Of the latter point, Eliot points out: “People can be persuaded to desire almost anything, for a time, if they are constantly told that it is something to which they are entitled and which is unjustly withheld from them... If this is so, we may conjecture that facility of education with lead to indifference to it; and that the universal imposition of education up to the years of maturity with lead to hostility towards it. A high average of general education is perhaps less necessary for a civil society than is a respect for learning.”

 

He continues, “Any education system aiming at a complete adjustment between education and society will tend both to restrict education to what will lead to success in the world, and to restrict success in the world to those persons who have been good pupils of the system. The prospect of a society ruled and directed only by those who have passed certain examinations or satisfied tests devised by psychologists is not reassuring: while it might give scope to talents hitherto obscured, it would probably obscure others, and reduce to impotence some who should have rendered high service.”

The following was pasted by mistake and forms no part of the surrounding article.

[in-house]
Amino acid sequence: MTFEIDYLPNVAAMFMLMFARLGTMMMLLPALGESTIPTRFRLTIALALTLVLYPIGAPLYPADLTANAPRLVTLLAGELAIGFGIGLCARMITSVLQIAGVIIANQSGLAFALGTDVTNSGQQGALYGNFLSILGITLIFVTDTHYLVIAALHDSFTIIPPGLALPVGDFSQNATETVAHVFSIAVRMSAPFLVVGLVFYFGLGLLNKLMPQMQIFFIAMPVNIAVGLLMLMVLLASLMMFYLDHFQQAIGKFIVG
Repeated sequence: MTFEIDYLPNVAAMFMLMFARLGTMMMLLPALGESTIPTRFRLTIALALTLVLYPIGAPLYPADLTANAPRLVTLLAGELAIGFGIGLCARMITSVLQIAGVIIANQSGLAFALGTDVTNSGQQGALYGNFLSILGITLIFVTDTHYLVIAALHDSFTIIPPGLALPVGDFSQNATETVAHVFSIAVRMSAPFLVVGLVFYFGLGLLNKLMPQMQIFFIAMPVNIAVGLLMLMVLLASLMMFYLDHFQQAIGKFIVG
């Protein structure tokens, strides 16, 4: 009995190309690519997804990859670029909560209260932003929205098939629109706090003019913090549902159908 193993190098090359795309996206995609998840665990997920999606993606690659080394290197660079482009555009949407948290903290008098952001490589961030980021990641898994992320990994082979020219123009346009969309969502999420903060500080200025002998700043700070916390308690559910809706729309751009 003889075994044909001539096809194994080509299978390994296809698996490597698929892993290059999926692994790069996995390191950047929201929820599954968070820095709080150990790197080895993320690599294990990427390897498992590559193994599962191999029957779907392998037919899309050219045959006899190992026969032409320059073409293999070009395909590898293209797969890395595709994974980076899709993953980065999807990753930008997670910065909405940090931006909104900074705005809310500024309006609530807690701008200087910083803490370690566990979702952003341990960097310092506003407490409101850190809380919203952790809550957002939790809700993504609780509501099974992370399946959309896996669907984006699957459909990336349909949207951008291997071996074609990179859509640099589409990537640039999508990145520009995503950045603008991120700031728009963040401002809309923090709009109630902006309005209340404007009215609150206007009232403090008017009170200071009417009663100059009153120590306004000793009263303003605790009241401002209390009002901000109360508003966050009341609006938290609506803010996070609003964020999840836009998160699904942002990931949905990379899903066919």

Eliot concludes, “Furthermore, the ideal of a uniform system such that no one capable of receiving higher education could fail to get it, leads imperceptibly to the education of too many people, and consequently to the lower of standards to whatever this swollen number of candidates is able to reach.”

 

In our own system, we see the promotion of “equality” leading to the debasement of education to allow all to obtain a higher education. At the same time, the promotion of STEM combined with a system focused more on indoctrination than traditional subjects suggest that Eliot's fears have already come true.